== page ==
Newspaper cartoon and comic strip readers fell in love with a mischievous boy and his stuffed tiger in 1985. Bill Watterson, creator of Calvin and Hobbes is considered one of the best cartoonists’ of all time.
Calvin is a six-year-old boy with a big vocabulary. His furry companion, Hobbes, is an anthropomorphic tiger from Calvin’s perspective, but appears to be a stuffed tiger to everyone else. Calvin gets into trouble with Hobbes, yet grows through learning valuable life lessons along the way.
Bill Watterson, creator of Calvin and Hobbes was published in about 250 newspapers during its first year of syndication. With integrity, Watterson refused to commercialize Calvin and Hobbes through touring, special appearances and merchandise. The fight for publication grew quickly and viciously as comic strip space in newspapers continued to decrease in the 90′s. After ten beloved years, Watterson said goodbye to Calvin and Hobbes. He wrote the following letter to newspaper editors in 1995:
I will be stopping Calvin and Hobbes at the end of the year. This was not a recent or an easy decision, and I leave with some sadness. My interests have shifted, however, and I believe I’ve done what I can do within the constraints of daily deadlines and small panels. I am eager to work at a more thoughtful pace, with fewer artistic compromises. I have not yet decided on future projects, but my relationship with Universal Press Syndicate will continue.
That so many newspapers would carry Calvin and Hobbes is an honor I’ll long be proud of, and I’ve greatly appreciated your support and indulgence over the last decade. Drawing this comic strip has been a privilege and a pleasure, and I thank you for giving me the opportunity.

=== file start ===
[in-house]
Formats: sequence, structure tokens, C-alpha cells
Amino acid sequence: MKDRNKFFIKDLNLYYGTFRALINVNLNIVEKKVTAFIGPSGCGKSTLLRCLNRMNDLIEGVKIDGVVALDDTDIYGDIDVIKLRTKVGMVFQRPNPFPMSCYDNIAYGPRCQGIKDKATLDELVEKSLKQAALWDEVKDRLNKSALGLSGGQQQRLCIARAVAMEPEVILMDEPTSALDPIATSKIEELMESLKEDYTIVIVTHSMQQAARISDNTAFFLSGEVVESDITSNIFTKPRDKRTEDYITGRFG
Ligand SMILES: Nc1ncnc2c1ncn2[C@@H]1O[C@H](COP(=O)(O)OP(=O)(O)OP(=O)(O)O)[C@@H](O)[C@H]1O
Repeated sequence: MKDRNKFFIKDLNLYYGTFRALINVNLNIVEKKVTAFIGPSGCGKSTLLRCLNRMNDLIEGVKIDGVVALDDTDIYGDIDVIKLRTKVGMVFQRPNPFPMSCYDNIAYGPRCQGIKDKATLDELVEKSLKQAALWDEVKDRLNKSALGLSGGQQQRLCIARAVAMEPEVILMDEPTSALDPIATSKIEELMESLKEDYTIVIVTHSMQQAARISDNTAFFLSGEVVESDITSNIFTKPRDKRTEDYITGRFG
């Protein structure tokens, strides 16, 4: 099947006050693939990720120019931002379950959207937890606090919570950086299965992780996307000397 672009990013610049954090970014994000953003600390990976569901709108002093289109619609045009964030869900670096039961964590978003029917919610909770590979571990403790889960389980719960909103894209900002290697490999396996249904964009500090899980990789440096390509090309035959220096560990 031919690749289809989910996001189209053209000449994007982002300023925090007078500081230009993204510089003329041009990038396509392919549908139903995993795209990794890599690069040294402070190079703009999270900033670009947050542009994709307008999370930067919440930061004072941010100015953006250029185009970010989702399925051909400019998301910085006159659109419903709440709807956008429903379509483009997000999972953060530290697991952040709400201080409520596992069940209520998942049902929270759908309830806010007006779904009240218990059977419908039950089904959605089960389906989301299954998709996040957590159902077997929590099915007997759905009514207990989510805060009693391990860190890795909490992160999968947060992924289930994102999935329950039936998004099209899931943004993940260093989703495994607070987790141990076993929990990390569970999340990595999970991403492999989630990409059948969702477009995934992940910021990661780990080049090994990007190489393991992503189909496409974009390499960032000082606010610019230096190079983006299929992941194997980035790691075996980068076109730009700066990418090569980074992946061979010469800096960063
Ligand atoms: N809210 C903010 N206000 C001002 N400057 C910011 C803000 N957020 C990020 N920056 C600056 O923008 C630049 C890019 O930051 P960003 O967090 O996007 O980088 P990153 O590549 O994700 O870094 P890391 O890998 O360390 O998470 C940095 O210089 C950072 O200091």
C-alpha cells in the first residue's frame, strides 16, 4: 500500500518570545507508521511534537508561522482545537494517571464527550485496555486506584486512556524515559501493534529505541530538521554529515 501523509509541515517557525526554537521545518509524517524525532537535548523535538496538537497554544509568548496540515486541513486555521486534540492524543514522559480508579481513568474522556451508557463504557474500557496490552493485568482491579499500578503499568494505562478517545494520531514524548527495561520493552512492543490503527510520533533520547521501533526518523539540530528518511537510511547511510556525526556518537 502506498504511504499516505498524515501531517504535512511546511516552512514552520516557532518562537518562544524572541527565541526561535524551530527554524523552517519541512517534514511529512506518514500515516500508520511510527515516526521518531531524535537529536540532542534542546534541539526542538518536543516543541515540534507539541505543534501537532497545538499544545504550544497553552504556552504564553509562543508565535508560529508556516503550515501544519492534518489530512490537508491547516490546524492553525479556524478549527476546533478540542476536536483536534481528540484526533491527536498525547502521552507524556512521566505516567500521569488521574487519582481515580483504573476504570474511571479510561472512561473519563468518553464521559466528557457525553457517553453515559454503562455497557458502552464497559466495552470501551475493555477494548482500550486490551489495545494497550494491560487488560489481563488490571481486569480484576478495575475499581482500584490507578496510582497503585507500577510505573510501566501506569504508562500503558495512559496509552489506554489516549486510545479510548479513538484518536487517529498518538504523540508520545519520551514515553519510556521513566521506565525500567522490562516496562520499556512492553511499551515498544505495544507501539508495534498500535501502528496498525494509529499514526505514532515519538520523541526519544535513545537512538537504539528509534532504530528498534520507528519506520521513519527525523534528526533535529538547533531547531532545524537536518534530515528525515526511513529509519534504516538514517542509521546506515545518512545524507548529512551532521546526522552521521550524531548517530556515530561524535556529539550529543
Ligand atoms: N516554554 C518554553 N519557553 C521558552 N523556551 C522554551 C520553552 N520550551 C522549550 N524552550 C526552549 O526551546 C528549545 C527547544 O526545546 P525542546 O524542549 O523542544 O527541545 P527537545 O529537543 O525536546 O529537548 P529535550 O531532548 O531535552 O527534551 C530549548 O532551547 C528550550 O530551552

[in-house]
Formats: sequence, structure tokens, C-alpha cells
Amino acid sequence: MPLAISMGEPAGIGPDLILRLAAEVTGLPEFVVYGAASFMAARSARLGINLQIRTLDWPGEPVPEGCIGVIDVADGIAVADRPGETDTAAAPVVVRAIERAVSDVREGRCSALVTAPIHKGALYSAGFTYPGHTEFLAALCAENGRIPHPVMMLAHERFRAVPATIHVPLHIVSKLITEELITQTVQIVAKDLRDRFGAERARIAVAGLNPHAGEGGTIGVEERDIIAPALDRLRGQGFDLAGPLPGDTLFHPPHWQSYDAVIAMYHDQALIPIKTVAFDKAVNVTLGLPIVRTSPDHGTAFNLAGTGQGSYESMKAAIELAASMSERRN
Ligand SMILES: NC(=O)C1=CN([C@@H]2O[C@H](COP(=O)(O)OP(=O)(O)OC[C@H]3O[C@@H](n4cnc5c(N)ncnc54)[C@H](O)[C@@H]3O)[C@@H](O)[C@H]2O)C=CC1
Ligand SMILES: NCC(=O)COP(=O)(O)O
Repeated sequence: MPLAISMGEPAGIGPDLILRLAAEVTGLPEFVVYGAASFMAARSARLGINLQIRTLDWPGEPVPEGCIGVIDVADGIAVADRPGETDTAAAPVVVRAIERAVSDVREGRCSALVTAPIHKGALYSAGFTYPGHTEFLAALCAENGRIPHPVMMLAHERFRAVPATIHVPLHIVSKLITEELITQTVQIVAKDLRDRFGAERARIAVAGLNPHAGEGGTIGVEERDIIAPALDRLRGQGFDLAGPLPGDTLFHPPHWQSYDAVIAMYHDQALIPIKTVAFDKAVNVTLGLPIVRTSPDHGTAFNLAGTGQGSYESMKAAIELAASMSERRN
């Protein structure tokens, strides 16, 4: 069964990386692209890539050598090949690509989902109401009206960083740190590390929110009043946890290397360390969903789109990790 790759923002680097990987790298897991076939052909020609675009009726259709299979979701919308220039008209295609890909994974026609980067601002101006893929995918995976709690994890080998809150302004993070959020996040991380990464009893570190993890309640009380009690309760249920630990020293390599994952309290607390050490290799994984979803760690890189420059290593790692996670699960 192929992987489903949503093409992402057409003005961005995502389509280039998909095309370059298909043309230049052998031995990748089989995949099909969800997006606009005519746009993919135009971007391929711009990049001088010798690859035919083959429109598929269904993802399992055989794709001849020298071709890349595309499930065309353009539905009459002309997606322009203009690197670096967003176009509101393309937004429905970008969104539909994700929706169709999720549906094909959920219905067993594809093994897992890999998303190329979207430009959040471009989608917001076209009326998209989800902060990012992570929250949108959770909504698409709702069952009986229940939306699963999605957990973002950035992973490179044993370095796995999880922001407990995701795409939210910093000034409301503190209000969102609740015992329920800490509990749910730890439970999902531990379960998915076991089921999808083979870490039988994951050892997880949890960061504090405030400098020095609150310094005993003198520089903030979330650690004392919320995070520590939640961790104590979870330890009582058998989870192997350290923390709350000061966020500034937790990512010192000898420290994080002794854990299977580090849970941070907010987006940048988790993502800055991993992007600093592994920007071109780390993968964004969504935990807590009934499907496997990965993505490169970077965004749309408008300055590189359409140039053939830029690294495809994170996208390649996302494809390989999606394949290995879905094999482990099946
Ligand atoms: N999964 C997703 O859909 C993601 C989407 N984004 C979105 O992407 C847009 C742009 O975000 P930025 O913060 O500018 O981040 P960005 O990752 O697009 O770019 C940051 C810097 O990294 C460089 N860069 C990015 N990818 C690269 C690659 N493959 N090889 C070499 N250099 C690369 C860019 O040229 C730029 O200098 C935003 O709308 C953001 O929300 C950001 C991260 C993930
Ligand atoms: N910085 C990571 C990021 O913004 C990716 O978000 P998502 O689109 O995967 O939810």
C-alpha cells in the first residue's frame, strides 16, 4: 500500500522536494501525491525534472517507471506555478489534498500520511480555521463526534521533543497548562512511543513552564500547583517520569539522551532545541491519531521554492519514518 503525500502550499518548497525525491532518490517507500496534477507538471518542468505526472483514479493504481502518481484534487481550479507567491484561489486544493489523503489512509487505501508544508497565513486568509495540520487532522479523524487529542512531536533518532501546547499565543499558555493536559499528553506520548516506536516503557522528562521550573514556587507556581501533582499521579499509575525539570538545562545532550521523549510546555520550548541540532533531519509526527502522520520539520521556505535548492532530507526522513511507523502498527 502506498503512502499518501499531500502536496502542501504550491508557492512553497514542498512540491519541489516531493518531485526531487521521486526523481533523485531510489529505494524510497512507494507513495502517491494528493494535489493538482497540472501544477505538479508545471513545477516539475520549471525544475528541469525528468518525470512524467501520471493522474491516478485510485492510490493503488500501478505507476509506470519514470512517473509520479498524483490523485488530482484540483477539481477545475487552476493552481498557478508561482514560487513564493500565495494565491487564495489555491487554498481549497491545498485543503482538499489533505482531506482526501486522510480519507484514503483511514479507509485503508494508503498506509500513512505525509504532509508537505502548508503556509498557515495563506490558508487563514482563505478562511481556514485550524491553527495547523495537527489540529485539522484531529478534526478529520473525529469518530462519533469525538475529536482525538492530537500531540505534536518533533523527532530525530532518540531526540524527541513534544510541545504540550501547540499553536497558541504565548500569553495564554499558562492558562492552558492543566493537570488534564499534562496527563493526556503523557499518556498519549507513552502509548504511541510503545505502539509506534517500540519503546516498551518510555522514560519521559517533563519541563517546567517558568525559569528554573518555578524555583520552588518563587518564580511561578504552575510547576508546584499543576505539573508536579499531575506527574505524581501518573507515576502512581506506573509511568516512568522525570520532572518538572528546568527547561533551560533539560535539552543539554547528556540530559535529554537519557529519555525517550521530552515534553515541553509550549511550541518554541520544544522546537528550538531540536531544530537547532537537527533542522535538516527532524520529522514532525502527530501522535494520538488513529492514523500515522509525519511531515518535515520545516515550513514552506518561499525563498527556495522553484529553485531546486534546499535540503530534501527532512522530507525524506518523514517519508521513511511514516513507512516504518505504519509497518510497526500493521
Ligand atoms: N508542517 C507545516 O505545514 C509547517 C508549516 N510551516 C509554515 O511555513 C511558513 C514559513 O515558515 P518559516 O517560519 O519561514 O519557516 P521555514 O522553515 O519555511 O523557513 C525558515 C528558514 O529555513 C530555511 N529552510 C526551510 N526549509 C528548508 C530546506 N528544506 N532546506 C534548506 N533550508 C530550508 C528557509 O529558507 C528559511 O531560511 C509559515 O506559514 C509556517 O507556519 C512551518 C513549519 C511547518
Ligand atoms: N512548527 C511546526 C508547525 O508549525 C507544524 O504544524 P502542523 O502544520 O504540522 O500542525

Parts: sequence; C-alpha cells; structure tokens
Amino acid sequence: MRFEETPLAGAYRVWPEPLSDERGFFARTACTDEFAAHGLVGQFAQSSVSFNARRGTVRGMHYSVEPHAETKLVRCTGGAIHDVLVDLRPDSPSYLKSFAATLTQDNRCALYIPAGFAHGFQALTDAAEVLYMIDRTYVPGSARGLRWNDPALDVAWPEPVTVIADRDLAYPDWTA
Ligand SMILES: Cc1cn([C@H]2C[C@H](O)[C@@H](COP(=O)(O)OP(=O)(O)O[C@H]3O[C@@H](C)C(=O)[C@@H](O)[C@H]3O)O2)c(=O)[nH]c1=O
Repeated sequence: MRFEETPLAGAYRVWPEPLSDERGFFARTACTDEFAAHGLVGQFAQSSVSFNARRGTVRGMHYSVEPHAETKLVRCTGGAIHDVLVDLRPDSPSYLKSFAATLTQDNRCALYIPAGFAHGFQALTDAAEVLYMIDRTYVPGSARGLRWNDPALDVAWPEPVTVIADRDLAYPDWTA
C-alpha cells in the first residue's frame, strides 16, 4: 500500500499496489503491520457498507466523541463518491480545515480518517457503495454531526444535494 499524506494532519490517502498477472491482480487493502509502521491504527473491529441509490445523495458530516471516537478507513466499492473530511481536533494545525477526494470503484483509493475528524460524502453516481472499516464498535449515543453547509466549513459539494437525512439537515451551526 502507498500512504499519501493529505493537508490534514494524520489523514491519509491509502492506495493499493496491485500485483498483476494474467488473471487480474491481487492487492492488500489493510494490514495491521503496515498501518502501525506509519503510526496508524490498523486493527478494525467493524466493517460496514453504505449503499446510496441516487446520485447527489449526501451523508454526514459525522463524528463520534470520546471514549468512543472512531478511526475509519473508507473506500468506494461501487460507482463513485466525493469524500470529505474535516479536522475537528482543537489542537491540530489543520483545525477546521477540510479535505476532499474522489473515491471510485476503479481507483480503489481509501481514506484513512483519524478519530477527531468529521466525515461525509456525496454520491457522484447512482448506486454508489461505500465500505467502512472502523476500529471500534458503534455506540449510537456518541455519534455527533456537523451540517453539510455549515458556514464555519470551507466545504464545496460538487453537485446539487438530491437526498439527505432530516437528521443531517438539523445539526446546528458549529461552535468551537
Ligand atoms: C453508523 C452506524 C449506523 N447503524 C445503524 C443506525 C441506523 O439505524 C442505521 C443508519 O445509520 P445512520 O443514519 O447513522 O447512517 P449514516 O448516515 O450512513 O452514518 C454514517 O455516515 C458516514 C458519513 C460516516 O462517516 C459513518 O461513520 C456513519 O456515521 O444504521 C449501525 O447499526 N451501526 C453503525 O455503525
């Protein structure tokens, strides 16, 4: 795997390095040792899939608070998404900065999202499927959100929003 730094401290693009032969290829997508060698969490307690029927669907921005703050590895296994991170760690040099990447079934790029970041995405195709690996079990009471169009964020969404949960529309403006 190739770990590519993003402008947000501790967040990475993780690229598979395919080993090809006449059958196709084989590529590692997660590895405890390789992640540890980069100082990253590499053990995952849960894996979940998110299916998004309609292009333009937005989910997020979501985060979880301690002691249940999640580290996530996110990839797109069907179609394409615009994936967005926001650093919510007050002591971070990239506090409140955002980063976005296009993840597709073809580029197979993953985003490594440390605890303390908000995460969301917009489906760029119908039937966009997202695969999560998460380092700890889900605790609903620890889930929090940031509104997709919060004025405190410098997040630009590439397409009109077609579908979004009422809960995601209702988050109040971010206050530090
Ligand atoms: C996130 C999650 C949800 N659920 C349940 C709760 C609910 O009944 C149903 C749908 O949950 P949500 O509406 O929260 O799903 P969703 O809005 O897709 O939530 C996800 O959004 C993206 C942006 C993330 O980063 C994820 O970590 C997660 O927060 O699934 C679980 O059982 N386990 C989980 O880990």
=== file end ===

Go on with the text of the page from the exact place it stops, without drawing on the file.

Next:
After 18 obscure years and countless landscape paintings, Watterson finally accepted an interview. His first publicly recorded interview will be in, Stripped, an upcoming documentary about cartoonists. The film is described as a “love letter to comic strips” with commentary from over 60 cartoonists.
“Stripped, by Dave Kellett, webcartoonist, and fellow L.A.-based filmmaker Frederick Schroeder, features more than 60 cartoonists who talk about the state of the comic-strip industry. In the film, Watterson eloquently speaks to the emotional bond that readers form with comic-strip characters as a function of the daily strip ritual.” -The Washington Post
To show his delight with Stripped, he chose to draw the poster for the film too. Watterson’s commentary in the film is highly anticipated. Stripped will be released on April 2 thanks to efforts made through Kickstarter.